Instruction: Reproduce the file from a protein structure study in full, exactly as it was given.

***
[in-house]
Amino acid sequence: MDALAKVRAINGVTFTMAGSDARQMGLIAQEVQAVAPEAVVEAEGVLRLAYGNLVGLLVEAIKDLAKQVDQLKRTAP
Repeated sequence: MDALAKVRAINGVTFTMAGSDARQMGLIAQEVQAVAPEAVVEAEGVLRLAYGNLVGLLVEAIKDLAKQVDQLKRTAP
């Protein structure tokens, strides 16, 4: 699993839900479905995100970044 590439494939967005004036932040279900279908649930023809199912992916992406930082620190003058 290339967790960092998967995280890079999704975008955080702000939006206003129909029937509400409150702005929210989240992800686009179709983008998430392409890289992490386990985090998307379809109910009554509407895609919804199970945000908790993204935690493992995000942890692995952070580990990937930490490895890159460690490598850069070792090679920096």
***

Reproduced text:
[in-house]
Amino acid sequence: MDALAKVRAINGVTFTMAGSDARQMGLIAQEVQAVAPEAVVEAEGVLRLAYGNLVGLLVEAIKDLAKQVDQLKRTAP
Repeated sequence: MDALAKVRAINGVTFTMAGSDARQMGLIAQEVQAVAPEAVVEAEGVLRLAYGNLVGLLVEAIKDLAKQVDQLKRTAP
């Protein structure tokens, strides 16, 4: 699993839900479905995100970044 590439494939967005004036932040279900279908649930023809199912992916992406930082620190003058 290339967790960092998967995280890079999704975008955080702000939006206003129909029937509400409150702005929210989240992800686009179709983008998430392409890289992490386990985090998307379809109910009554509407895609919804199970945000908790993204935690493992995000942890692995952070580990990937930490490895890159460690490598850069070792090679920096």